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Missouri Primary Live Blog

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3:35 p.m. Last polls close in Missouri at 7:00 p.m. CST. The Democrats will allocate 72 of its 88 convention delegates from the primary vote today: 47 pledged delegates are allocated proportionally based on the vote in each of the state's nine congressional districts, while 25 delegates are allocated based on the statewide vote.

Republicans will allocate all 58 of its convention delegates today based on the candidate with the most votes statewide.

10:47 p.m. Democratic (91% reporting)
Clinton = 49%
Obama = 48%

10:47 p.m. Republican (91% reporting)
McCain = 33%
Huckabee = 32%
Romney = 29%
Paul = 4%
Giuliani = 1%

10:53 p.m. Fox News calls the state of Missouri for John McCain.

11:05 p.m. As late returns come in, Obama has taken the lead in Missouri:
Democratic (97% reporting)
Obama = 49%
Clinton = 49%
Edwards = 2%

11:36 p.m. Fox News has called the Missouri race for Obama. This is Obama's 12th victory of the evening, and probably the most important victory for the campaign.

12:51 a.m. The final numbers from Missouri:
Democratic (100% reporting)
Obama = 49%
Clinton = 48%
Edwards = 2%
Uncommitted = 1%

Republican (100% reporting)
McCain = 33%
Huckabee = 32%
Romney = 29%
Paul = 4%
Giuliani = 1%

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1 Comment


  • Drug trafficking is surprising rampant in the state of Missouri. Mexican trafficking organizations are primarily responsible for distributing illegal drugs throughout the state. The most common drugs in Missouri are marijuana, meth, cocaine, and heroin. In addition, like many Midwest states Missouri is littered with meth labs. These issues have contributed to a high violent crime rate and make it even more important for individuals suffering from alcoholism and drug abuse to seek treatment at a rehab facility.

    _____
    jackspar.

    Missouri Drug Addiction

  • Leave a comment


    Remains of the Data

    Plurality-Winning Governors Elected At Century-Long High Water Mark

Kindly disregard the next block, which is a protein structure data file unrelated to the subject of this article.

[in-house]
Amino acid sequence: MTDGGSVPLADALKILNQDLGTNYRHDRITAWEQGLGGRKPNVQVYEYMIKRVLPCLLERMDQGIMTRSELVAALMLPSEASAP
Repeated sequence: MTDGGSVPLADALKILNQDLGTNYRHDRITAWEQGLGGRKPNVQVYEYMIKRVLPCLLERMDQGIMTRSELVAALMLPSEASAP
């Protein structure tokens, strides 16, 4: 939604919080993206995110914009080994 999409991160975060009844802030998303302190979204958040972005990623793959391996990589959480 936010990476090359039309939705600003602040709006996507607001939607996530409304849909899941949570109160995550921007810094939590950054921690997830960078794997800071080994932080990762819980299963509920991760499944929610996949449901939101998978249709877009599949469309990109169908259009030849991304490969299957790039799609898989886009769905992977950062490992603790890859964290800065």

The rate of gubernatorial candidates elected without the support of a majority of voters is at its highest level since the 1910s.

    Political Crumbs

    Seeing Red

    Congressman Nick Rahall's failed bid for a 20th term in West Virginia this cycle, combined with a narrow loss by Nick Casey to Alex Mooney in Shelley Moore Capito's open seat, means that West Virginia Democrats will be shut out of the state's U.S. House delegation for the first time in over 90 years. The Republican sweep by two-term incumbent David McKinley in the 1st CD, Mooney in the 2nd, and Evan Jenkins over Rahall in the 3rd marks the first time the GOP has held all seats in the chamber from West Virginia since the Election of 1920. During the 67th Congress (1921-1923) all six seats from the state were controlled by the GOP. Since the Election of 1922, Democrats have won 76 percent of all U.S. House elections in the Mountain State - capturing 172 seats compared to 54 for the GOP.


    Home Field Advantage?

    When the 114th Congress convenes in a few days, Maine will be represented by one home-grown U.S. Representative: Waterville-born Republican Bruce Poliquin. With the departure of Millinocket-born Mike Michaud, who launched a failed gubernatorial bid, the Pine Tree State was poised to send a House delegation to D.C. without any Maine-born members for the first time since 1821. Three-term U.S. Rep. Chellie Pingree (born in Minnesota) coasted to reelection as expected, however Poliquin edged Kentucky-born Emily Cain by 5.3 points to keep the streak alive. Since 1876, a total of 208 of the 222 candidates elected to the nation's lower legislative chamber from the state have been born in Maine, or 94 percent.


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